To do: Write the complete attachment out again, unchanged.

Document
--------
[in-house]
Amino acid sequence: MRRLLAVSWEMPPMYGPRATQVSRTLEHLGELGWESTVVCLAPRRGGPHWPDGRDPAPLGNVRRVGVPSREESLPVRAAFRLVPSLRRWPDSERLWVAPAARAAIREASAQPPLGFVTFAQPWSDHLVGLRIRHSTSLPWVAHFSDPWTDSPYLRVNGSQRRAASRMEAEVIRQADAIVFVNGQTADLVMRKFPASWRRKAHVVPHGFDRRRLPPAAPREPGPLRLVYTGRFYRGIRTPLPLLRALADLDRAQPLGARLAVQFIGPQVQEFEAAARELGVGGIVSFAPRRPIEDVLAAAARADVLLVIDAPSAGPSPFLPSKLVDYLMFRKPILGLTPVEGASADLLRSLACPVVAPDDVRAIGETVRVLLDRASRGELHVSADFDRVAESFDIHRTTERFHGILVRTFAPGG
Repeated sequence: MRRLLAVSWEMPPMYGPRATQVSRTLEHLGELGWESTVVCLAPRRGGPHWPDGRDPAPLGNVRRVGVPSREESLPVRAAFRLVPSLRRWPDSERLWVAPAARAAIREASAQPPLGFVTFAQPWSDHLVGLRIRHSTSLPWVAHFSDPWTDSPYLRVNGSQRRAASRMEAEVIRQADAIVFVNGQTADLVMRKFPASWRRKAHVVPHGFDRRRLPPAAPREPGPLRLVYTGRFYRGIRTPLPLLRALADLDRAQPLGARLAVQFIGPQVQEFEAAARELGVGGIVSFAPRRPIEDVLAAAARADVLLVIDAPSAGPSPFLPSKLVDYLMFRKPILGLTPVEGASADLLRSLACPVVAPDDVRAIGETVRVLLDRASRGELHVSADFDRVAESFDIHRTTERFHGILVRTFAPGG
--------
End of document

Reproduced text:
[in-house]
Amino acid sequence: MRRLLAVSWEMPPMYGPRATQVSRTLEHLGELGWESTVVCLAPRRGGPHWPDGRDPAPLGNVRRVGVPSREESLPVRAAFRLVPSLRRWPDSERLWVAPAARAAIREASAQPPLGFVTFAQPWSDHLVGLRIRHSTSLPWVAHFSDPWTDSPYLRVNGSQRRAASRMEAEVIRQADAIVFVNGQTADLVMRKFPASWRRKAHVVPHGFDRRRLPPAAPREPGPLRLVYTGRFYRGIRTPLPLLRALADLDRAQPLGARLAVQFIGPQVQEFEAAARELGVGGIVSFAPRRPIEDVLAAAARADVLLVIDAPSAGPSPFLPSKLVDYLMFRKPILGLTPVEGASADLLRSLACPVVAPDDVRAIGETVRVLLDRASRGELHVSADFDRVAESFDIHRTTERFHGILVRTFAPGG
Repeated sequence: MRRLLAVSWEMPPMYGPRATQVSRTLEHLGELGWESTVVCLAPRRGGPHWPDGRDPAPLGNVRRVGVPSREESLPVRAAFRLVPSLRRWPDSERLWVAPAARAAIREASAQPPLGFVTFAQPWSDHLVGLRIRHSTSLPWVAHFSDPWTDSPYLRVNGSQRRAASRMEAEVIRQADAIVFVNGQTADLVMRKFPASWRRKAHVVPHGFDRRRLPPAAPREPGPLRLVYTGRFYRGIRTPLPLLRALADLDRAQPLGARLAVQFIGPQVQEFEAAARELGVGGIVSFAPRRPIEDVLAAAARADVLLVIDAPSAGPSPFLPSKLVDYLMFRKPILGLTPVEGASADLLRSLACPVVAPDDVRAIGETVRVLLDRASRGELHVSADFDRVAESFDIHRTTERFHGILVRTFAPGG